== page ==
Sensory Deprivation: An Altered State of Mind

ABC's Neal Karlinsky has a strange experience inside a Float Seattle sensory deprivation tank.
6:39 | 05/19/14

Coming up in the next {{countdown}} {{countdownlbl}}

Coming up next:



Skip to this video now

Now Playing:


Related Extras
Related Videos
Video Transcript
Transcript for Sensory Deprivation: An Altered State of Mind
-- -- -- -- your brain is. Nightline is about to take you on -- -- to enlist -- alternate world. On the other side of this past. Okay. This is a unique opportunity for stillness. And -- and privacy. 31 year old Sean McCormack is -- -- sensory deprivation business you know one foot in other foot and. And then you -- -- -- uses her crouched down. He -- -- Seattle customers are offered a chance to get away from it all by floating in a closed box. Filled with ten inches of water loaded with 1000 pounds of -- -- -- There's no light. No sound no distractions. All you do his float it can be harder than it looks and for some people. The -- state of deep meditation even hallucinate. And providing. Avoid you know sensory deprivation and I'm and selling nothing basically it's the perfect outlet to unplug even turning your phone off. For an hour is a big deal for people and here it's not only your phone -- you're shutting out the entire world come with me you know Chilean. Sean is no longtime guru -- -- life coach he's a former radio ad salesman. But he's been meditating since he was twelve and became obsessed with looting when he tried it in a -- makeshift tank. My experience was fantastic. And I kept thinking about it he says the impact was so deep he recently changed careers and opened his own business -- -- -- to -- -- -- -- -- -- -- -- -- -- this. Yeah. I felt like the only way to truly understand was to try it. This is a really unique opportunity. To be away from things that her this is it. Your your body your brain have been waiting for this opportunity for us for true stillness. -- already heard that some people freak out at first and leave early finding it way too claustrophobic we had rigged by -- with and night vision camera. -- As -- close that door and settled into warm extremely -- water. I had no idea that my day was about to completely change. The idea of sensory deprivation tanks and floating isn't new. Neuroscientist John -- first develop them in the 1950s. The study the effects of total isolation on the brain and -- case sometimes while using drugs. -- practice made famous and terrifying by the 1980s science fiction movie. Altered -- Starring William Hurt as a scientist -- request is to a murderous proto human while using a tank. But flooding has turned up elsewhere from the recent scifi show -- To the Simpsons where you can at least -- -- took -- trip. Yeah. How -- you planning -- just can't. Looking. Meanwhile inside my strange little world I see a few flashes of light not unlike what you might see when you close your eyes. I'm relaxed but aware that I'm doing a story -- all this my brain wasn't going anywhere strange so far. It turns out scientists first thought the brain would just shut down without incessant in -- But what researchers found is just the opposite it enters a state similar to meditation. But by eliminating gravity -- floating it goes deeper. There's been quite a few really -- -- -- overall reduction in pain overall improve. Improved mood improved understanding and awareness of their body. Doctor Robert try here is a physical therapist who has studied flotation. And offers it to help some of his patients. I was blown away by how they would come out of -- session not only physically relaxed but mentally cognitively relaxed. We do see that people come out of thanked them if they definitely. Functioning better from an anecdotal standpoint. For some people it can be life changing. Ashley -- a cardiac care nurse says she quit smoking and drinking after she began floating and seeing things in a whole new light. There was that immediate impact when you walked out the door from afloat we're gonna light a cigarette. -- -- -- And so they can. I I was there -- and taking back could face and included. I believe me -- I had. Can really play I've learned more about myself inside months and I feel at home life. That's sort of pro -- reaction is the reason Sean says he sees all sorts of people coming through his door who wants to float. A lot of people who are working. Day in and day out. Really hard and you didn't need a break planning the rest of your life and the rest today what you gonna do what you need done what you have to do that that -- that quiets down. You can't see it in my face but somewhere around the halfway point of my -- were inside. I go somewhere and it isn't it all like a dream. When the music comes on signaling the end of my float. I don't want to -- -- -- -- -- -- Crazy thing. They couldn't shake it I wasn't asleep yet divisions were crystal clear like that kind of flashback you see in the movies. And definitely completely left. Kitchen table ready. -- There. -- -- certainly not everyone react the same but for me. It may not be altered states but a trip far far away from the hustle and bustle of reality and deep inside. Your own mind. I'm Neal Karlinsky for Nightline. In Seattle.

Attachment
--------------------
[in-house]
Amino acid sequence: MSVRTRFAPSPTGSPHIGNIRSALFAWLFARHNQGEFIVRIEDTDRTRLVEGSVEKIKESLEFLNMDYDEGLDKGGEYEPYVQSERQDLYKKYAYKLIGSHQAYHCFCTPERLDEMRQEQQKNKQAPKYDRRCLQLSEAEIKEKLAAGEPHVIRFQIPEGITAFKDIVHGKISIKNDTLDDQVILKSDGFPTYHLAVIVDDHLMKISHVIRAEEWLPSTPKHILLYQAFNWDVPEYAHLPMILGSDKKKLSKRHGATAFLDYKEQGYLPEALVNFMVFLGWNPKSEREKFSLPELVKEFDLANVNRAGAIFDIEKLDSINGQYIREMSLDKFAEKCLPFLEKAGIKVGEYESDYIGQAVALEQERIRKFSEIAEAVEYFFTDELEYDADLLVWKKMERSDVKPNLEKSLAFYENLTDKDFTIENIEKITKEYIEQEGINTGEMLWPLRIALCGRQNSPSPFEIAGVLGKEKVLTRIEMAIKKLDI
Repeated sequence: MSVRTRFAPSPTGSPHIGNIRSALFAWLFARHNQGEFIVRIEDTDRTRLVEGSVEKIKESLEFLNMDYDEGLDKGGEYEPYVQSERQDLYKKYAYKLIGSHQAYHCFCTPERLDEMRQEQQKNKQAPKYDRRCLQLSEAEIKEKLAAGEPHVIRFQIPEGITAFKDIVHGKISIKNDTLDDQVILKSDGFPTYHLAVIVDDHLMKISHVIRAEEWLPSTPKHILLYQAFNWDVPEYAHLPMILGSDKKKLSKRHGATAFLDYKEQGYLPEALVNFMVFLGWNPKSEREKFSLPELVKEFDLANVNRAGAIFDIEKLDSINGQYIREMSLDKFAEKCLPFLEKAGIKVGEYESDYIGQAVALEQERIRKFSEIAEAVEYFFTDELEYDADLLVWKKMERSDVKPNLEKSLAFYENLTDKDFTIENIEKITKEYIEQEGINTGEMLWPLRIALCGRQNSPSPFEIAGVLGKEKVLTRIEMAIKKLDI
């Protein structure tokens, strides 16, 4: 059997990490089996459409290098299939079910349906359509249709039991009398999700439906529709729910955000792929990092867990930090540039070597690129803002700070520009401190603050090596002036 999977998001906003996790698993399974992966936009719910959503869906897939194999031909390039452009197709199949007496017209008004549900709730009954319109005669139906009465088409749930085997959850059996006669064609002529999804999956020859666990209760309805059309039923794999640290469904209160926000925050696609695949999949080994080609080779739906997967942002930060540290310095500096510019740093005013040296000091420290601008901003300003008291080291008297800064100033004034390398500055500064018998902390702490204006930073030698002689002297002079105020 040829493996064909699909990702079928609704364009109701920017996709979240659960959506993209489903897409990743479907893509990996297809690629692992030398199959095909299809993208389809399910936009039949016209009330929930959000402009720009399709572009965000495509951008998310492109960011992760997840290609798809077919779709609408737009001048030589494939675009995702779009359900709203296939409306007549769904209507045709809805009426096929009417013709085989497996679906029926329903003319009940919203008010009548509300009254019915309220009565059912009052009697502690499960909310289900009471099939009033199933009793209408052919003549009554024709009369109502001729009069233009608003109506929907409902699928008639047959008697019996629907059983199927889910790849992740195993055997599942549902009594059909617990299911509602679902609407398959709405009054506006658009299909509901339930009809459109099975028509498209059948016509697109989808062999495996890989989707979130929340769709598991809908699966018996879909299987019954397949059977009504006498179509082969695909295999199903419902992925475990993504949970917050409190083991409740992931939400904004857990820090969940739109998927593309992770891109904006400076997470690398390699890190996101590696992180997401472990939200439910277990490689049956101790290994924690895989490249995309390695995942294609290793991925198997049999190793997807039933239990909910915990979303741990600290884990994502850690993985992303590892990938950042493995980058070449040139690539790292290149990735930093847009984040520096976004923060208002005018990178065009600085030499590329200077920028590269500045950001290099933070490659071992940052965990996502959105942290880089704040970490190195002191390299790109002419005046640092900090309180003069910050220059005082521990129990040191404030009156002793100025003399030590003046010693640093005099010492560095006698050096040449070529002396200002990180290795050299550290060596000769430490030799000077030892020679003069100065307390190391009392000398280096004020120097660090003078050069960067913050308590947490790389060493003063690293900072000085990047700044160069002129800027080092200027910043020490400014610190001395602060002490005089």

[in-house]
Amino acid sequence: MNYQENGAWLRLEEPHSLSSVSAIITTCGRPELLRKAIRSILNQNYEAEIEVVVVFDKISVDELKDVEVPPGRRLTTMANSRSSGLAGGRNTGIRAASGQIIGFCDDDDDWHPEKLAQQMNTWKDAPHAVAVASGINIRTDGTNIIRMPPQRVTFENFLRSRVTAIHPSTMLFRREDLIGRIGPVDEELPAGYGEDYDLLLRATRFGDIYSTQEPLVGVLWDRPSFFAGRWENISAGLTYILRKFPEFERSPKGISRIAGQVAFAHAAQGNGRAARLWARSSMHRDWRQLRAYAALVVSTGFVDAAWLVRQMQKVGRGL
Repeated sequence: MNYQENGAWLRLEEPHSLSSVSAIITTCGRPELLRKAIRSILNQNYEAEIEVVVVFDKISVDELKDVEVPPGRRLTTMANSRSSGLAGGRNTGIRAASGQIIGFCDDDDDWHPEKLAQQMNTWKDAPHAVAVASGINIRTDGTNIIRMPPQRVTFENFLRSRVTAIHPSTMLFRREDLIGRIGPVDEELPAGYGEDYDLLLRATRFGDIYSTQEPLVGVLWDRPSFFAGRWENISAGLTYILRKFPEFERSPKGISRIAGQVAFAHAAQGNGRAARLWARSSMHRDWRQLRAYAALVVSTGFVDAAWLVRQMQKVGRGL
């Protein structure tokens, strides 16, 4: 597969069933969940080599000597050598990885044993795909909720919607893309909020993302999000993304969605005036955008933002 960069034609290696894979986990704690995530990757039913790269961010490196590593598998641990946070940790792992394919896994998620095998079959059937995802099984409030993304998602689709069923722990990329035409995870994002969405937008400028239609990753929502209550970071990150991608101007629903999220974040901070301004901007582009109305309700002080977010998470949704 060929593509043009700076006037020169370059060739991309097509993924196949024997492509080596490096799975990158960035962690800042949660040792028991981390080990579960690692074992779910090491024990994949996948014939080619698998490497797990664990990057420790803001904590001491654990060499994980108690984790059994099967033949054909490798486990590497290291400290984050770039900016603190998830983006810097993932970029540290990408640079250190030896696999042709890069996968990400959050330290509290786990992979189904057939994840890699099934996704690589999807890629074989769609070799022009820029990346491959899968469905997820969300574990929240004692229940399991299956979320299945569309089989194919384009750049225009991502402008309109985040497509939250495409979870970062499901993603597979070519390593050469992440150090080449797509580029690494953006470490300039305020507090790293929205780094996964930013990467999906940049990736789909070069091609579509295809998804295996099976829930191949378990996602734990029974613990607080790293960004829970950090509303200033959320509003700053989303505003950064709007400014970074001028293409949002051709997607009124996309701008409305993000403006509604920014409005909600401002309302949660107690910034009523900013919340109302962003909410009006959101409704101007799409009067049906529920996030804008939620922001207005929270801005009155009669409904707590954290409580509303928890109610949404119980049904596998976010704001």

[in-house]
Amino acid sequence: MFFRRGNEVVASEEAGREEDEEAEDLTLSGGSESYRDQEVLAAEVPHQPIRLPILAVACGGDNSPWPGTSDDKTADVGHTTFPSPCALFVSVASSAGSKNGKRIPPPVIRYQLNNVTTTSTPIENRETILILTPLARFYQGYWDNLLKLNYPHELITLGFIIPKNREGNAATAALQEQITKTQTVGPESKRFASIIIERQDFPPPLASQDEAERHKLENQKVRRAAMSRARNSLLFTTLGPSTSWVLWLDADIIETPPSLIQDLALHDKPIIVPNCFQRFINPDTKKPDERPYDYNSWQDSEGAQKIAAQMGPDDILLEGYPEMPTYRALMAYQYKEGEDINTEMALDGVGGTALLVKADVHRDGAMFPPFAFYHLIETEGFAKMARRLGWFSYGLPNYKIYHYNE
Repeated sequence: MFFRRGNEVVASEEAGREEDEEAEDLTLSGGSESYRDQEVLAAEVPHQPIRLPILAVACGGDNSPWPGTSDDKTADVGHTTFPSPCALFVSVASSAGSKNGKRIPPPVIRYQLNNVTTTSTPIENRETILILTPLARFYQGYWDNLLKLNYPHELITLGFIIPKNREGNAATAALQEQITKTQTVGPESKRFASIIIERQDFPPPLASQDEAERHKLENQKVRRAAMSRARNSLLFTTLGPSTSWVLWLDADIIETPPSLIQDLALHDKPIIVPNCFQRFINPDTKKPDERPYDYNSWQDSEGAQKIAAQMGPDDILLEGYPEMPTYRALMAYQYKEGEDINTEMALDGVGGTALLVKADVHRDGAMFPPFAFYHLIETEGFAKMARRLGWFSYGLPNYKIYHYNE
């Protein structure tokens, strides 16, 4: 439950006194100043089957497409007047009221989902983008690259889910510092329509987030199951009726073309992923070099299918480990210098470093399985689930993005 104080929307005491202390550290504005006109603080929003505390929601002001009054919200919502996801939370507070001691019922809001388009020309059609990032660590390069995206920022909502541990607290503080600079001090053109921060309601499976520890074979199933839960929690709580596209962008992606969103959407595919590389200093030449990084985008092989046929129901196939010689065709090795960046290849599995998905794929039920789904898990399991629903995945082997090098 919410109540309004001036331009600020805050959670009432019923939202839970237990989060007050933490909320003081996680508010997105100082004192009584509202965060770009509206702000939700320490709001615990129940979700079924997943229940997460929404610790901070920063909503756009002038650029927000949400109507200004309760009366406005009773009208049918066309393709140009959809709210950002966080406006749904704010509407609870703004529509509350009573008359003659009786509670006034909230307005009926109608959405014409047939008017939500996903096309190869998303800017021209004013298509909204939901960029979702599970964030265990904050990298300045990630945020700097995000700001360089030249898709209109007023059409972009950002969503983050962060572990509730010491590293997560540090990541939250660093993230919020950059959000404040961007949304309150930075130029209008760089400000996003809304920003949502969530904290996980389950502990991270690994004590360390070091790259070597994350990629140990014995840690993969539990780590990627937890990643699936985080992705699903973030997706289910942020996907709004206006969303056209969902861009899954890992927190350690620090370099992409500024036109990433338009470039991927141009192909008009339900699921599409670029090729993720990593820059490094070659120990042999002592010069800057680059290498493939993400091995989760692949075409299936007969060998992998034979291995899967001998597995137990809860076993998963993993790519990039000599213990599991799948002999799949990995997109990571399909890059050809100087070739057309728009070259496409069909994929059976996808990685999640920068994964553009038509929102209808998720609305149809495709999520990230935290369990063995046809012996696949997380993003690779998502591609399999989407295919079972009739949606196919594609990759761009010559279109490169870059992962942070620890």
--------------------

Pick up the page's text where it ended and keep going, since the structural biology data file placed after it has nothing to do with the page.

This transcript has been automatically generated and may not be 100% accurate.

{"id":23775926,"title":"Sensory Deprivation: An Altered State of Mind","duration":"6:39","description":"ABC's Neal Karlinsky has a strange experience inside a Float Seattle sensory deprivation tank.","url":"/GMA/video/sensory-deprivation-altered-state-mind-23775926","section":"GMA","mediaType":"yahoo only"}